Sunday, March 16, 2014

One Baby Step

It seems like as you get older, you become more accepting of death. Maybe it's because you've seen many people you love die, and you have no choice but to accept your fate. It could be that your faith gives you hope, and you're anxious to be reunited with those you love. Possibly it's due the the satisfaction you feel from your own life and your many happy and fulfilling experiences. Whatever it is, death is easier to face when it is expected or just makes sense.

I recently read the book, "My Sister's Keeper." This was a very popular book and movie, but I had never read it before Carlos picked it up for me at a second hand store. The story follows the experience of two sisters: Kate, who has a rare form of pediatric cancer, and her sister Anna, her perfect donor match. There is a scene in the story when the mother and Kate are together in Kate's hospital room. Kate has had a turn for the worse and they're all preparing themselves for what might be goodbye. There is a moment of silence, and Kate says, "I had a good one." Sara, her mom, replies, "The absolute best." They are, of course, referring to Kate's life. They're referring to the 16 years that she's gotten to live and love, the context reminding us that these were also 16 years that she's suffered tremendously and had to fight everyday. 

This exchange and these words hit me in a very raw place. Kate has made peace with her illness, she's grateful for all she's had, and appreciates that they've done all they can do. 

The belief surrounding suicide is that it is a highly preventable cause of death. The general assumption is that if only people would reach out in their moments of great despair, they wouldn't act on the impulse to end their pain. As much as I've told myself that David's death was the result of an illness, it's still very difficult to live with regret and the many what-ifs. This exchange in this book, and this acceptance of illness and death, opened a new door for me. It brought me some new "what-ifs." 

For example, I wonder if David came to peace with his illness. Maybe he thought it was his time to go. He had battled the illness, and lived with the pain. Maybe he had enough, just as cancer patients choose to stop receiving treatment, David chose to stop fighting. Maybe he was happy and content with his life, he had such a great life, maybe he felt his mission was complete.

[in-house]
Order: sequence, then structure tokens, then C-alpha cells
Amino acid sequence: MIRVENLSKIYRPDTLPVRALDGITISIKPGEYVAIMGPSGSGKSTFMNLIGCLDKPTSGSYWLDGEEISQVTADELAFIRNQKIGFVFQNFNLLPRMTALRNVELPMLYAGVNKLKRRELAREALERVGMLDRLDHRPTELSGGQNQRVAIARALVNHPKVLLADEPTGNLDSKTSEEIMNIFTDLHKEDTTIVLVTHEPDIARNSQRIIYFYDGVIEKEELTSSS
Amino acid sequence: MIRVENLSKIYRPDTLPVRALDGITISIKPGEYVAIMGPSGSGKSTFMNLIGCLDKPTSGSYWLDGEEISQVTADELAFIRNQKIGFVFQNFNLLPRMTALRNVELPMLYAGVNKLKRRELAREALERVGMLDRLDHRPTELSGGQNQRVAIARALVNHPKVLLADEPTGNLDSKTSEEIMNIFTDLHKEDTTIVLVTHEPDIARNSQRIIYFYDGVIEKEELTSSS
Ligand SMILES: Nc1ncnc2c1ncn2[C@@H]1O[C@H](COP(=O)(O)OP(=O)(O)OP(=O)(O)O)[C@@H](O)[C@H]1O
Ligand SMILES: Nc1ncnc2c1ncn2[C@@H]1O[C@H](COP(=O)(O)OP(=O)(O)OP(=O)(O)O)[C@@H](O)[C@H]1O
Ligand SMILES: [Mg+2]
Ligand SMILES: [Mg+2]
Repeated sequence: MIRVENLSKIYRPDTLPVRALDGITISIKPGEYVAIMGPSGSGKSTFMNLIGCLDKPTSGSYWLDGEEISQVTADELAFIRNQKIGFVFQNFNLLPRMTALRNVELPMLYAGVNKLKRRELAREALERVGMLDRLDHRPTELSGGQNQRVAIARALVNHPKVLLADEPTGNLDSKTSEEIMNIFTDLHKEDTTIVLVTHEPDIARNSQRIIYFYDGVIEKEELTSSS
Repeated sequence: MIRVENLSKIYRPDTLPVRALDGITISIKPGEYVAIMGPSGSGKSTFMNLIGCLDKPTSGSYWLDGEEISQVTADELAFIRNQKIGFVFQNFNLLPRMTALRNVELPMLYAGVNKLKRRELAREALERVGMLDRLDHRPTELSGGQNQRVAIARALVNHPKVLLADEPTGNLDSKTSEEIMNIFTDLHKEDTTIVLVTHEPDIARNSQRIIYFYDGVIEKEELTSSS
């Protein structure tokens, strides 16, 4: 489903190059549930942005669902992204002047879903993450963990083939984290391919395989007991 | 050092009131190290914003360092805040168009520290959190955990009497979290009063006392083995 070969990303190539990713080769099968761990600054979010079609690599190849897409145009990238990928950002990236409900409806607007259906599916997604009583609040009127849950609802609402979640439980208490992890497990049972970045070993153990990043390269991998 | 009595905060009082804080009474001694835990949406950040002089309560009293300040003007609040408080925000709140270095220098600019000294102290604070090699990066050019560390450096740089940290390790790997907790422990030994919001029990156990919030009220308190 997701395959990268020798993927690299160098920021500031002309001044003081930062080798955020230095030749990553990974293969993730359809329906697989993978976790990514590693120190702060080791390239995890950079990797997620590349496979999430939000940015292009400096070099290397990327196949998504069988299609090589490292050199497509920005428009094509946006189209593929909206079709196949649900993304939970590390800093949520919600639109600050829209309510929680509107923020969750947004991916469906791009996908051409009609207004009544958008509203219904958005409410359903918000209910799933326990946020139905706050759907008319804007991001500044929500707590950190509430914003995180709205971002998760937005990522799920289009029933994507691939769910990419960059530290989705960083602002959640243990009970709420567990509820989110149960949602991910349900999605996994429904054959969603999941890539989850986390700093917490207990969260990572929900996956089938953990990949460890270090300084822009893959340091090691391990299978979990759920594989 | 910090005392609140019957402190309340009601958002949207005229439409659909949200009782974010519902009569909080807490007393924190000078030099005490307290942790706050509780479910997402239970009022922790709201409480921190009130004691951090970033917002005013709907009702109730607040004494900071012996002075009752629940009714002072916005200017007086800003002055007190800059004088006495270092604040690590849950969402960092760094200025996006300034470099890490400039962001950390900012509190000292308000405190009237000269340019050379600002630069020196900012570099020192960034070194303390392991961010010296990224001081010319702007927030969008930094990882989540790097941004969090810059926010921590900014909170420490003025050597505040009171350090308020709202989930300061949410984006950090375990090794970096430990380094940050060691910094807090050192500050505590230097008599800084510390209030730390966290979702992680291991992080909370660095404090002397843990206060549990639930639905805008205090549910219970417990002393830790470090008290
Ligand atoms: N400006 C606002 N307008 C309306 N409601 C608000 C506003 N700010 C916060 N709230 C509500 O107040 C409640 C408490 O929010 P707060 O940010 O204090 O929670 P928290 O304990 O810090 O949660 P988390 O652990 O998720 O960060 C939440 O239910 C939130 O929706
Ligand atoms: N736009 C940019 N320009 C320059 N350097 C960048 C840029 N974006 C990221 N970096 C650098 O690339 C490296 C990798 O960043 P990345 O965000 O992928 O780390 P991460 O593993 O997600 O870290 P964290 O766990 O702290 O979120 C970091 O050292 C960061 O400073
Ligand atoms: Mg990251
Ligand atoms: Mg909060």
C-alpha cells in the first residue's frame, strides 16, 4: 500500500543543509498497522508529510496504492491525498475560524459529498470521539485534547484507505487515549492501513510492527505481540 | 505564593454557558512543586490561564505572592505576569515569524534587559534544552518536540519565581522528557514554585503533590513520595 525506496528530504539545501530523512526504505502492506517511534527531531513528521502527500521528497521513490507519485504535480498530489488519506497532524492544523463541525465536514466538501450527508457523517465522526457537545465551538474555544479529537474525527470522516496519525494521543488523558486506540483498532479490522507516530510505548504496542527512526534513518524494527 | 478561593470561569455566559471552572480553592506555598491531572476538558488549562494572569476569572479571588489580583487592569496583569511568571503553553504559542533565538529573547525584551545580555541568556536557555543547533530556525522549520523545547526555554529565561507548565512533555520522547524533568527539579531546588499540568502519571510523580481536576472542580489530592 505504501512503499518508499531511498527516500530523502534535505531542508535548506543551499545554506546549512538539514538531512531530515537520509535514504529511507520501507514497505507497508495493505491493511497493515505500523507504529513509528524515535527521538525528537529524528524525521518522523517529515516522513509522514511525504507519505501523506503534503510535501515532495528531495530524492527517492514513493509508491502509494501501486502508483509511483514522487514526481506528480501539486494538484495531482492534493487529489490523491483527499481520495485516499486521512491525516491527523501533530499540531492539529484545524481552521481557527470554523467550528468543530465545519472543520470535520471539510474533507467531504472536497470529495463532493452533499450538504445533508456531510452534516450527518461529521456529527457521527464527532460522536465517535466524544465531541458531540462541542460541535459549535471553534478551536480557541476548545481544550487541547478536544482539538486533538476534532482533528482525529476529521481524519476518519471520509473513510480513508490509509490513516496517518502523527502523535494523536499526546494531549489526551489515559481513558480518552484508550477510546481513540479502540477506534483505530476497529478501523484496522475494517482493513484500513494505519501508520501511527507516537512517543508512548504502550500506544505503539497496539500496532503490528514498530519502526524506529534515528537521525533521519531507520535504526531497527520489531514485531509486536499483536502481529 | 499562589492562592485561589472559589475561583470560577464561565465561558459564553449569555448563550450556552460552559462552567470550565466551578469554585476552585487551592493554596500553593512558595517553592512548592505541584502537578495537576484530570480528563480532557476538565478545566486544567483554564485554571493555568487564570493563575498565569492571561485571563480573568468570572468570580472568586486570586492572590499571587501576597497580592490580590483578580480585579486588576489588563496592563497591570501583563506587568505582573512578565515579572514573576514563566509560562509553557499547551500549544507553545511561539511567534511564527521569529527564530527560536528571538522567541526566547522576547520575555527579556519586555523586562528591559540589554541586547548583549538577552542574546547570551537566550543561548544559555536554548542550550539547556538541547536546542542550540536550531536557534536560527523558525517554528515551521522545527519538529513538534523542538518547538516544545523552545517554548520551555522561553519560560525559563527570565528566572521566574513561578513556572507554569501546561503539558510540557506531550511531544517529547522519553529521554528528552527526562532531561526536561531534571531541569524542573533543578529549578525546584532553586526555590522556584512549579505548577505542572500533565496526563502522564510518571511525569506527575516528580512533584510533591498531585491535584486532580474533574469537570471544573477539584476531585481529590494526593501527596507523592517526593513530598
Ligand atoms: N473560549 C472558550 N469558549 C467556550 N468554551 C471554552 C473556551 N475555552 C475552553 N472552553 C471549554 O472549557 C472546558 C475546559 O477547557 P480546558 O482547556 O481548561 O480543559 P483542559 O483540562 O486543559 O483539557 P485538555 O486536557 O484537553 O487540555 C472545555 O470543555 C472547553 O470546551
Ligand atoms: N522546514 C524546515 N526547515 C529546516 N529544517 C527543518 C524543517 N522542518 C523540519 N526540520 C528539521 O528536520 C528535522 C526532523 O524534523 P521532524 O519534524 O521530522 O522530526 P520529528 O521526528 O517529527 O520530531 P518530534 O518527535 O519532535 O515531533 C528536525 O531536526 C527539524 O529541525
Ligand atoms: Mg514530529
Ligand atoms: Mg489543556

A warning sign of suicide is a transformation in mood: a sense of peace, calm, or even a happiness. What if this transformation in mood is the same sort of acceptance that Kate had in this book. A peace with what's to come, and a happiness that the pain is going to end. When the fear of living overshadow's ones fear of death, maybe that's when they know. When life has lost its appeal, and death brings hope, maybe that's the sign. 

I don't know what these new questions mean for me regarding my beliefs about suicide. They don't make me miss David any less, but they do bring me a little comfort in thinking that maybe it was his time to go. I don't see a difference between a cancer patient stopping treatment and David choosing not to fight anymore, and maybe that's all this does for me. 

I would do anything to have healthy David back in my life. I would love to talk with him and laugh. The difference is that I know I will never understand his pain and I wouldn't wish one more day of his suffering, for my happiness. 

Maybe this is a step toward making peace. Maybe it is a small baby step toward finding some understanding. We will never understand why children get cancer, just as we will never understand why people must suffer through depression, anxiety, or other mental anguishes. I guess the only thing we can do, is find our own peace, truth, and source of hope. 

As always, I am sending my brother David all my love tonight.

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